I kinda doubt that inaccurate readings are an issue of the transducer being bad.
The way these things work is that the "brain" of the sounder generates an electrical
pulse which is passed on to the transducer. The transducer generates an audio pulse at (usually) either 50 or 200 KHz, and this audio pulse travels through the water
to the bottom. Some of the audio pulse is reflected back up to the transducer, which "hears" the sound and converts it back into an electrical
pulse, and this is sent back to the "brain". The brain then measures how long it took to make the round trip. Knowing the velocity of sound in water
, it can calculate the distance to the bottom, which it then kindly displays for you. It repeats this sequence frequently.
Nowhere in this process is it required to measure voltages, only time intervals, and in my experience transducers either work ok or not at all.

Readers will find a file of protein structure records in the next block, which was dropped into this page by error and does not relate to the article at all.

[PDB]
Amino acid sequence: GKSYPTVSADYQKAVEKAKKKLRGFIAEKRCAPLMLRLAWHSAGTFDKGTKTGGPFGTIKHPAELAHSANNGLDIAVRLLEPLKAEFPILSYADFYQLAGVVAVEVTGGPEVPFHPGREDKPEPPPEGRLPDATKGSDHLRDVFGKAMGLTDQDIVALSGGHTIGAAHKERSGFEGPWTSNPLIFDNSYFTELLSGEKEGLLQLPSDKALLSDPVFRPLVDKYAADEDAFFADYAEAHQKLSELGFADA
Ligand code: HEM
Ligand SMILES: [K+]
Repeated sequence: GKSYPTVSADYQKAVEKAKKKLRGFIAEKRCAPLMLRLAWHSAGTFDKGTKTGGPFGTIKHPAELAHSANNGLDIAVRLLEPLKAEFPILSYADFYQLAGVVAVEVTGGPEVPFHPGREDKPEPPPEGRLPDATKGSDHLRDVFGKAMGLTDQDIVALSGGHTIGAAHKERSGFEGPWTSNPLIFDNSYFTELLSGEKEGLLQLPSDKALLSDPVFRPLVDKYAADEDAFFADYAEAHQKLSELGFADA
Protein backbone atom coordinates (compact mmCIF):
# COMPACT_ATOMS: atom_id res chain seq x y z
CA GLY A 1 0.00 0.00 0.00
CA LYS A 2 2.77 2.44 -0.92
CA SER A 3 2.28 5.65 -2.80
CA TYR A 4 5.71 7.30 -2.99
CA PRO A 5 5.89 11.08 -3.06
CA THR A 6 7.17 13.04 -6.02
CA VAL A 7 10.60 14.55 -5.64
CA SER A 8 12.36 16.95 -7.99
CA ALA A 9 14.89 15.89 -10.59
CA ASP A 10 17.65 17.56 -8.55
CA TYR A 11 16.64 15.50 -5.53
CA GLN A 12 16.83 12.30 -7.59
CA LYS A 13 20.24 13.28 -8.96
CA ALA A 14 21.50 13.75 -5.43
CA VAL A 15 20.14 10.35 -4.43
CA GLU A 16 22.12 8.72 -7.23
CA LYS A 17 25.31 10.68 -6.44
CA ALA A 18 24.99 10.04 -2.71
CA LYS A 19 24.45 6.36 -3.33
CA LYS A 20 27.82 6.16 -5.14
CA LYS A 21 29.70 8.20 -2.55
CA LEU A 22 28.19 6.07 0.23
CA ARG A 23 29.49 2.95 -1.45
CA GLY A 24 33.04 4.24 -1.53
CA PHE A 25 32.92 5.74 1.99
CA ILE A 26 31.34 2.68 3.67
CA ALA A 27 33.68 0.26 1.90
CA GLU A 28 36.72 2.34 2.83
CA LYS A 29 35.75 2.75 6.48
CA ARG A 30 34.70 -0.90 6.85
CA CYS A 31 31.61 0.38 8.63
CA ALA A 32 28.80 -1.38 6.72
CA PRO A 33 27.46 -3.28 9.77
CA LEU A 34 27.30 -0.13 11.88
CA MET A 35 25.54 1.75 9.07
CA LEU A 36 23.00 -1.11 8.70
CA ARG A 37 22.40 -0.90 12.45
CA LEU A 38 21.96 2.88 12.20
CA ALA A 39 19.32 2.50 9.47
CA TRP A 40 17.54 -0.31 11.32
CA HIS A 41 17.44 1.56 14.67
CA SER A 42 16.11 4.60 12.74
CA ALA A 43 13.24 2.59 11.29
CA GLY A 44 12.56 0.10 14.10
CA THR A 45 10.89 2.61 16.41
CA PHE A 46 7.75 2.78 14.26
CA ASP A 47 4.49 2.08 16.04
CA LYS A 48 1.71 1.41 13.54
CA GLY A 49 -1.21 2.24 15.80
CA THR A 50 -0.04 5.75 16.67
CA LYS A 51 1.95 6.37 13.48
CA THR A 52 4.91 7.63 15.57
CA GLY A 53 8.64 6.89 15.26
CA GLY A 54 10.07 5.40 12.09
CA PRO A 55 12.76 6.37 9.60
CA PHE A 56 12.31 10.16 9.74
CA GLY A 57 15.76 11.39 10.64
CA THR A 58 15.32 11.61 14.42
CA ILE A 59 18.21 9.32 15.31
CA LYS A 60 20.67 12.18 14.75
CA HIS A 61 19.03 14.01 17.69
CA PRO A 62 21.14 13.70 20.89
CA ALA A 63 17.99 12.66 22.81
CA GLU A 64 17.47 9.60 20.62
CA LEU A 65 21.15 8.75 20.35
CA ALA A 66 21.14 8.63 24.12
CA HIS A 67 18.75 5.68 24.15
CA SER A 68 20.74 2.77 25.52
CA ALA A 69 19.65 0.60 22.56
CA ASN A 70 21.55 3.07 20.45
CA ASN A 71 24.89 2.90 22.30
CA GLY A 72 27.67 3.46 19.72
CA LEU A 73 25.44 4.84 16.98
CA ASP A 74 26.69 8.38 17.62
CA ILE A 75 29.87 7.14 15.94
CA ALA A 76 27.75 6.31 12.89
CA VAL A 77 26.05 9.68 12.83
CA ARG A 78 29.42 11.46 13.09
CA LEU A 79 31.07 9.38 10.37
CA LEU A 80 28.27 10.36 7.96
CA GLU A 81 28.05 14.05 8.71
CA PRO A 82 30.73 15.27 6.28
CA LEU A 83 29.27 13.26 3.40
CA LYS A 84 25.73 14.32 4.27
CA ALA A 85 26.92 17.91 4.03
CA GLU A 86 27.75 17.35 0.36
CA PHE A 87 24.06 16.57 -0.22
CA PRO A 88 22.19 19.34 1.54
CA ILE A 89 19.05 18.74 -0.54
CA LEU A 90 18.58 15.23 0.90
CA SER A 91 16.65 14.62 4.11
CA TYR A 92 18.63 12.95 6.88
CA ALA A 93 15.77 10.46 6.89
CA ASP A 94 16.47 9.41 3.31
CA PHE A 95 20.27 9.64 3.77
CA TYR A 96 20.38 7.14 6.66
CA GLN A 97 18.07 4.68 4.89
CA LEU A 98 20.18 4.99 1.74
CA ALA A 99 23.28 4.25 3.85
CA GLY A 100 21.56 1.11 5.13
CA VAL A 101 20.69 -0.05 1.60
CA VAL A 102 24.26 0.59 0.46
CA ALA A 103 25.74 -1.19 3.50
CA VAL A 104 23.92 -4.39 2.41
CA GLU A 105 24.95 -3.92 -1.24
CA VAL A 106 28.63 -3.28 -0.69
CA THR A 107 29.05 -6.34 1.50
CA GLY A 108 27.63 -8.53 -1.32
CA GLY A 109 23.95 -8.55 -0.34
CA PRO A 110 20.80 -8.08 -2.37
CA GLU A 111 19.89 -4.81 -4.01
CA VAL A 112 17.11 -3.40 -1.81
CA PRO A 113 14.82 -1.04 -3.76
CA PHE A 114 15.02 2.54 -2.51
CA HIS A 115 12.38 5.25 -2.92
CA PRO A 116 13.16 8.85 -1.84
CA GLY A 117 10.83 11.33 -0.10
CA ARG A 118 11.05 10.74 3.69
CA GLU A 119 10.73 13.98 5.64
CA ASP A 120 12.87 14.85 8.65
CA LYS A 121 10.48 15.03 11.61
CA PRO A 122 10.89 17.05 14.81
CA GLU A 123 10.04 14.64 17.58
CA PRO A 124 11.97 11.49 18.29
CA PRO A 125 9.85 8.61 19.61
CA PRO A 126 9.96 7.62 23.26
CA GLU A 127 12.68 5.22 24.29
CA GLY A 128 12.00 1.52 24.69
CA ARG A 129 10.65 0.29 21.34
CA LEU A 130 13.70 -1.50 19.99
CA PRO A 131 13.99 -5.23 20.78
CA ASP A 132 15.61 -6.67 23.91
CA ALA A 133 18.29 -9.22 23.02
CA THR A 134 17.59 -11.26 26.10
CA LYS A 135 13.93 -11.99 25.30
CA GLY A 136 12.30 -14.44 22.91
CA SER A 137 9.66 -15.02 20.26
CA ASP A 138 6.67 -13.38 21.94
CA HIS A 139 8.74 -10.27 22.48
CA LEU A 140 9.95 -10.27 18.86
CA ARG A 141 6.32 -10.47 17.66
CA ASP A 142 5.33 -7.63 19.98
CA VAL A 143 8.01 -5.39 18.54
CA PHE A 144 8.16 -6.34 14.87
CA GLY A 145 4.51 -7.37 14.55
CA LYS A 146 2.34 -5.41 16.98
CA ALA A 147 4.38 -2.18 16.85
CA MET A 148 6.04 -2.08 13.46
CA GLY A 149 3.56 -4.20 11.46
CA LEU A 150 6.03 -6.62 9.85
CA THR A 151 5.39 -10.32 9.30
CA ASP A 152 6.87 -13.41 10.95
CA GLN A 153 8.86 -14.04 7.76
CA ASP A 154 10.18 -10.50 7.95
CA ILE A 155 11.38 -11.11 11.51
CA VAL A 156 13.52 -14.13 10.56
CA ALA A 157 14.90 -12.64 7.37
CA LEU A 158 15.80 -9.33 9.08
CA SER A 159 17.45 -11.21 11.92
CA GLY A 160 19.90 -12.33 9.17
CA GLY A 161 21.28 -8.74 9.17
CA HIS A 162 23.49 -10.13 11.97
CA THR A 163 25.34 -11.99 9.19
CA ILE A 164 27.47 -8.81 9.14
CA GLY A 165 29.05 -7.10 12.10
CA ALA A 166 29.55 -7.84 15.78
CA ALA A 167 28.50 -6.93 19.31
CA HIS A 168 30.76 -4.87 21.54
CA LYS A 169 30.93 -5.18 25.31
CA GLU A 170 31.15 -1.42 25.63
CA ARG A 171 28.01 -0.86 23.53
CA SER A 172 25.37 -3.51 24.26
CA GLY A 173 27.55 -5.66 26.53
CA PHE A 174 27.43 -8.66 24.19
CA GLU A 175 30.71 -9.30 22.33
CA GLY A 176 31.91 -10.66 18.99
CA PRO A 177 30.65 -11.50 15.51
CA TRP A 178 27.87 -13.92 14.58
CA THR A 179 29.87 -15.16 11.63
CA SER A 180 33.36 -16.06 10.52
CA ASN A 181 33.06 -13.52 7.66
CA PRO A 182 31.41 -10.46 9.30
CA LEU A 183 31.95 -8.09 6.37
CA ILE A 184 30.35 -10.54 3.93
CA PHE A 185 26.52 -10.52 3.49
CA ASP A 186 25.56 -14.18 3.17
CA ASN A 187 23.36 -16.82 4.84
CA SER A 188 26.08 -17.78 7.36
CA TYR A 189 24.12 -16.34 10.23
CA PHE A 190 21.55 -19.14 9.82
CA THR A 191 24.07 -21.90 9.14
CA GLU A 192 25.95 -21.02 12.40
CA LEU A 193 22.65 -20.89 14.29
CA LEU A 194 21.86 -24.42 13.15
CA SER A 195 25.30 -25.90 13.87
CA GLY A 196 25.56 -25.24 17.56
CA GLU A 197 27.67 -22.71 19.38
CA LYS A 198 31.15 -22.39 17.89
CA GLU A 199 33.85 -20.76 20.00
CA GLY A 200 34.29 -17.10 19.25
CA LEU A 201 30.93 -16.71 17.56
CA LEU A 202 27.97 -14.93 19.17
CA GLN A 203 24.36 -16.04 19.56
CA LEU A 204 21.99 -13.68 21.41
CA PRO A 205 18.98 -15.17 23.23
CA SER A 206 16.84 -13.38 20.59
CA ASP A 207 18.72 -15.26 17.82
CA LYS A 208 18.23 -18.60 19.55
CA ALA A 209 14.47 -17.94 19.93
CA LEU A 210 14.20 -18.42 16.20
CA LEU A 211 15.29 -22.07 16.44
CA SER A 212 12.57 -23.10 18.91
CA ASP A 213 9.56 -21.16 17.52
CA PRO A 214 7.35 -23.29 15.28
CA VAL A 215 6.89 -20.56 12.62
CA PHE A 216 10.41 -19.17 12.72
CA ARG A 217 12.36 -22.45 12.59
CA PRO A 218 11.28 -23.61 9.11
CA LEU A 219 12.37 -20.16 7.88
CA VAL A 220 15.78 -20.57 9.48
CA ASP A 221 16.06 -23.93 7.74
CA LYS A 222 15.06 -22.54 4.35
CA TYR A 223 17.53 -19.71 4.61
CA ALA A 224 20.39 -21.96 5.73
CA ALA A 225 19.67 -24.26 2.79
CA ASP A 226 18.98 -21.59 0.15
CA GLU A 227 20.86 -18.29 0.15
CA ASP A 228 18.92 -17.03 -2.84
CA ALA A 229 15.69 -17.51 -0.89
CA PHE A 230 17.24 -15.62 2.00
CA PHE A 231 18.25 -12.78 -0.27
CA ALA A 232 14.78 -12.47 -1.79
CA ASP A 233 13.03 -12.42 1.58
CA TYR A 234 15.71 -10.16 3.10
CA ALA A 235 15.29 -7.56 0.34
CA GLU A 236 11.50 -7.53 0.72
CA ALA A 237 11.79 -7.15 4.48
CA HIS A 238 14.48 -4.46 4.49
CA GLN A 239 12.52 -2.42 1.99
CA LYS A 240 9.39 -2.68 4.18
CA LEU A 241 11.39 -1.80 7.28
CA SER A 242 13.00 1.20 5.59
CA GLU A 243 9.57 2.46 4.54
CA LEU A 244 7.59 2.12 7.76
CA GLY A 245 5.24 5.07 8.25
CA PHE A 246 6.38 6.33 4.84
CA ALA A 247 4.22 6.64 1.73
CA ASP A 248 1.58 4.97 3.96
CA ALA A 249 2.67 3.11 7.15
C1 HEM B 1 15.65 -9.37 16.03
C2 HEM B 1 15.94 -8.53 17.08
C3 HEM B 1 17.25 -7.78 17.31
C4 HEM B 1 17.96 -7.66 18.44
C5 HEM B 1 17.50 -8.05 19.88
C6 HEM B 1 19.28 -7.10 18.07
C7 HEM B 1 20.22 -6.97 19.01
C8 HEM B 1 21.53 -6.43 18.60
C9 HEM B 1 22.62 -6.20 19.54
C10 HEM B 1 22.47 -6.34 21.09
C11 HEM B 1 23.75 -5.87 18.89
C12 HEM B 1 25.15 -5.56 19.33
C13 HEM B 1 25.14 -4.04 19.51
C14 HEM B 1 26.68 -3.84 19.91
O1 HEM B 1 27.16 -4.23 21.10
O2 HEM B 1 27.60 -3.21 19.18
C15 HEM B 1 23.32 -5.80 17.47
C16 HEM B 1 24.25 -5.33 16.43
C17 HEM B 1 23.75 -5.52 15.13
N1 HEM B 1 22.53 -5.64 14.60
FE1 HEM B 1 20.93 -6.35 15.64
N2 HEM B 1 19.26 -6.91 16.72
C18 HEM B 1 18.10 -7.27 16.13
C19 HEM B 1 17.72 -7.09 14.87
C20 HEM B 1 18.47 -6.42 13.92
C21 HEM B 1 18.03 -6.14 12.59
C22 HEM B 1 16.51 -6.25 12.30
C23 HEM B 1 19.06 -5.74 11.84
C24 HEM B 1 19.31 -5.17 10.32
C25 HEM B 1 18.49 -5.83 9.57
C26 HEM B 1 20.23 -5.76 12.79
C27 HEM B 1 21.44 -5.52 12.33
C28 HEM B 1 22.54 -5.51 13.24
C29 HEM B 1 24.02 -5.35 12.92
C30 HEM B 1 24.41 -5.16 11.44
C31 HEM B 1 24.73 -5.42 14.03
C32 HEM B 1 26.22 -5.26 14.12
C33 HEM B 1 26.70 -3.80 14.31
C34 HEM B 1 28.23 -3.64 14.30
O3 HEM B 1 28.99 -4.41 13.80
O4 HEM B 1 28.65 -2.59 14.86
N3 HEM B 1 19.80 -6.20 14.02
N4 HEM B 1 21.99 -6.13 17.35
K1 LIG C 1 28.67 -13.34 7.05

Bubbles, turbulence, thermoclines and other phenomena between the surface and the bottom can indeed cause false readings, but these are always LESS than the true depth
. In the case of readings greater than the true depth
, I'd tend to suspect a problem in the electronics
... perhaps a fault in the clock rate or something else that
induces a timing error. It can't hurt to clean up all the connections, but I wouldn't throw my back out doing it! The good news (I think) is that you shouldn't have to pull the transducer out to fix the problem... just the electronic box.
At any rate, good luck with it.